11. 11. IBM Spark Why SLAM on IoT? 11 The Benefits •Seamless integration and scaling allowing users to easily improve the heuristics of the algorithm without losing any of the performance expectations of an embedded system. •Including smart cities, lawn mowing, dog walking, kitchen appliances, or even communication inside the human body creating a truly unique interaction between humans and robotics •Large scale evaluation of performance metrics for all IoT systems (Big Data) •Monitoring and control of sensors based on stored data (eg reducing sensor usage to conserve power)
  12. 12. IBM Spark Why SLaM on IoT? 12 Current Approaches • Robot Operating System (ROS) a collection of software frameworks for robot software development • Providing operating system-like functionality on a heterogeneous computer cluster. • Hardware abstraction, low-level device control, implementation of commonly used functionality, message-passing between processes, and package management. • No true real-time analytics! Despite the importance of reactivity and low latency in robot control, ROS is not a Realtime OS • Difficult to scale in IoT! Adding a heterogenous swarm, or integrating interactions requires significant planning. • There is a need! Are there any plans to build Kalman filtering and system identification into this framework? • We need a framework that can do this! Enter Apache Kafka and Spark Streaming!
  13. 13. IBM Spark The Framework 13 The Approach •Extended Kalman Filter (matrix based update/estimation) •Nonlinear version of the Kalman filter which linearizes about an estimate of the current mean and covariance. de facto standard in the theory of nonlinear state estimation eg navigation systems and GPS. (wiki) •TurtleBot (standard robotics research bot) •Gazebo Simulator (3D simulator with sensors input and feedback)
  14. 14. IBM Spark The Framework 14 The Approach
  15. 15. IBM Spark The Framework 15
  16. 16. IBM Spark The Framework 16 Our cluster: IBM SoftLayer cluster with 3 Nodes.
  17. 17. IBM Spark The Framework 17 IBM SoftLayer cluster with 3 Nodes. Node 1: Management Node Apache Kafka (Multithreaded Producers are each assigned a sensor) Simulator/Sensor Data Mapping Agent Node 2: Hadoop/Spark Spark Streaming Consumer/ Apache Kafka Producer to Simulator Spark Streaming Spark ML Analytics Node 3: Hadoop/Spark Spark Streaming Consumer/ Apache Kafka Producer to Simulator Spark Streaming Spark ML/ Analytics
  18. 18. IBM Spark The Framework 18 Apache Kafka Spark Streaming Spark ML/ Analytics and Computation Apache Kafka Simulated Turtlebot • Odometry, pose and orientation data for every movement. • Laser scan data every 30ms with over 1200 data points per read! • One robot and not even all the sensors! A high performing plug n play cloud for smart robotics, drones and intelligent systems that allows easily tuneable interactions for scientists and industry in any environment!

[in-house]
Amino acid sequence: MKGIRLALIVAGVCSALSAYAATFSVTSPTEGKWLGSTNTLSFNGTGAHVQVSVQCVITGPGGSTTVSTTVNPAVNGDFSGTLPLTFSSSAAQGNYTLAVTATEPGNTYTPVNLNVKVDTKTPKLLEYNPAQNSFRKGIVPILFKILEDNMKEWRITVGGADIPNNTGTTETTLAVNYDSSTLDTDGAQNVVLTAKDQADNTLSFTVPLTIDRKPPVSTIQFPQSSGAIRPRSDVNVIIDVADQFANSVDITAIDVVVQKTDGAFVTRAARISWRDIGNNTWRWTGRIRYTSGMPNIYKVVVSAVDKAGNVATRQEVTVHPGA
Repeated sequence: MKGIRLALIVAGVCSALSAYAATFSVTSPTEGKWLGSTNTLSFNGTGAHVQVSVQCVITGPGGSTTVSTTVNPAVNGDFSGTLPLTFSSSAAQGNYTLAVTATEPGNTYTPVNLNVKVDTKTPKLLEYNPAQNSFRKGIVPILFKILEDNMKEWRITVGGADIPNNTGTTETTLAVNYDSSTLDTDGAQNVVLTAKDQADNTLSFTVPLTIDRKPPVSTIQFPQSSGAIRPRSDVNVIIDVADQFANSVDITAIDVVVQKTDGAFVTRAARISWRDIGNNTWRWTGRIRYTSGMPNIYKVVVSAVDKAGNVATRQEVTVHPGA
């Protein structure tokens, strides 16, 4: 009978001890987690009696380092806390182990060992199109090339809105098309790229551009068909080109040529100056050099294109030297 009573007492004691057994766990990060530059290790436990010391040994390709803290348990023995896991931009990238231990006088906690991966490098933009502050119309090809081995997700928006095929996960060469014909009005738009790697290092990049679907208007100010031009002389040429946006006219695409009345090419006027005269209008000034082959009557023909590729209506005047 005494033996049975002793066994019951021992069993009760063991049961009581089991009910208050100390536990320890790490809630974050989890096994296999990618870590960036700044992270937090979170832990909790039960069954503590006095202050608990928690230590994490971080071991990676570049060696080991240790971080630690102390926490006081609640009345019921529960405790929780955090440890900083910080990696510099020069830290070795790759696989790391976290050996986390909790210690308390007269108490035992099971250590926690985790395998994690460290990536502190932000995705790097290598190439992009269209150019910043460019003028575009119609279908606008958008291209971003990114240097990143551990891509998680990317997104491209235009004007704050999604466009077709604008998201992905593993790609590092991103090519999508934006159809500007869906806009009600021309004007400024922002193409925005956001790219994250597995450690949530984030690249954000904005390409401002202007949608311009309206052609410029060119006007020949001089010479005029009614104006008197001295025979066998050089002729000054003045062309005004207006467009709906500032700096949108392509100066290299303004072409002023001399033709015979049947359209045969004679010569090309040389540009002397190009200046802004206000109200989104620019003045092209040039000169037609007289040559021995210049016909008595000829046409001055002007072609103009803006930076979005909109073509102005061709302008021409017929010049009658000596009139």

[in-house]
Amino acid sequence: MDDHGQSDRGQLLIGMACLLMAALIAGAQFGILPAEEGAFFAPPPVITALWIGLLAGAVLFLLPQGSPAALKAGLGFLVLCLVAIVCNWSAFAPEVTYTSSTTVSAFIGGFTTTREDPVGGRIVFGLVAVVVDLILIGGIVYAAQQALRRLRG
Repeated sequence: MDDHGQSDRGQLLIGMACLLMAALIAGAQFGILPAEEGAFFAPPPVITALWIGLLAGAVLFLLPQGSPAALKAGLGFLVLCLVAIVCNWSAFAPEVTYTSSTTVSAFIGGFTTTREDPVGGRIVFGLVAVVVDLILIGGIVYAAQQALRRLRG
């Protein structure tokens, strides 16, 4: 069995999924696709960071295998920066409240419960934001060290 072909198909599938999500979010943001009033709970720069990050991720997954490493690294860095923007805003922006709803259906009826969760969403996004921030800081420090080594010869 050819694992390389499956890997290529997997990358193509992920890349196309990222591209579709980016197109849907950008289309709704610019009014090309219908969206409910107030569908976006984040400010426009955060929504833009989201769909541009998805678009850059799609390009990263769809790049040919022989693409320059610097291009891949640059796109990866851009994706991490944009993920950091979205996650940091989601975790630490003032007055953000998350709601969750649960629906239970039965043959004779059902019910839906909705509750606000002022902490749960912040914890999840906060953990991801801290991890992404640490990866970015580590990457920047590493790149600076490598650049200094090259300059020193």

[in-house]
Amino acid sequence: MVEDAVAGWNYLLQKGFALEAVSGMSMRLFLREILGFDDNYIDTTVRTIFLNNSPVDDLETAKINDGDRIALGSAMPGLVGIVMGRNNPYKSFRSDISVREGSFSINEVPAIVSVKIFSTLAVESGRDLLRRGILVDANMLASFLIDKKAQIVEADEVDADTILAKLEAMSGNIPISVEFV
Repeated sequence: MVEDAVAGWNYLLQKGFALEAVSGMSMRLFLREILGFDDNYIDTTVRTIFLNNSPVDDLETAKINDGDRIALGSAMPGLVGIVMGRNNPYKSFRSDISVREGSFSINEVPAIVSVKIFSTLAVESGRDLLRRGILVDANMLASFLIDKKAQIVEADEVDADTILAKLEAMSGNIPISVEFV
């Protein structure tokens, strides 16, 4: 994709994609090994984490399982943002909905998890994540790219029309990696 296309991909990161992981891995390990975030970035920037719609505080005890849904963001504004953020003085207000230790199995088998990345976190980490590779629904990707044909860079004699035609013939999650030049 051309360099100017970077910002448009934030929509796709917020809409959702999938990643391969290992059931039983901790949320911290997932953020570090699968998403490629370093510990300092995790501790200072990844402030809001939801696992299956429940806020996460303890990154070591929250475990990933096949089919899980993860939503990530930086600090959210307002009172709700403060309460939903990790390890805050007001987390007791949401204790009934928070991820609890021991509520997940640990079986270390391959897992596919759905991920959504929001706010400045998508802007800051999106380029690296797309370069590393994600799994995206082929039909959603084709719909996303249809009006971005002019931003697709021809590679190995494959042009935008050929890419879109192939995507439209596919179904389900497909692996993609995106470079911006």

19. 19. IBM Spark The Framework 19 A high performing plug n play cloud for smart robotics, drones and intelligent systems that allows easily tuneable interactions for scientists and industry in any environment! •EKF is calculated primarily using matrix operations! •Distributed raw sensor data using Apache Kafka. Number of sensors limited only by Kafka cluster! •Improved performance using RDDs and Spark ML for computational intensive tasks! •Fast/optimized learning and analytics! •Real-time sensor messaging! •Easy sensor integration and scaling! •Retention of data over time for improved optimizations and accuracy!
  20. 20. IBM Spark The Framework: Apache Kafka 20 Kafka Integration •Multithreaded Producers for easy scaling and hardware timing •Apache Kafka Java Api backed by a thread pool to handle concurrency •Allows shared instances of Producer •Large scale sensors distributions can be partitioned for easier analysis, and significantly decreased latency
  21. 21. IBM Spark The Framework: Apache Kafka 21
  22. 22. IBM Spark The Framework: Spark Streaming 22 Spark Streaming Integration Apache Spark Streaming Apache Kafka Consumer Replaces Kafka Consumer Producer feeds directly to Spark Streaming Adheres to fault tolerance policies incl. WAL (write ahead logs to HDFS) Not necessarily thread safe (Java Api) KafkaUtils.createDirectStreamDirect w/o Receivers in new version, better access to low level Kafka metadata Auto-commit feature, partition replication, integration with Zookeeper. Finely tuned metadata access and storage by topic and partition Microbatch processing and better integration into Spark incl online learning Buffered batches, developing streaming analytics capabilities
  23. 23. IBM Spark The Framework: Spark Streaming 23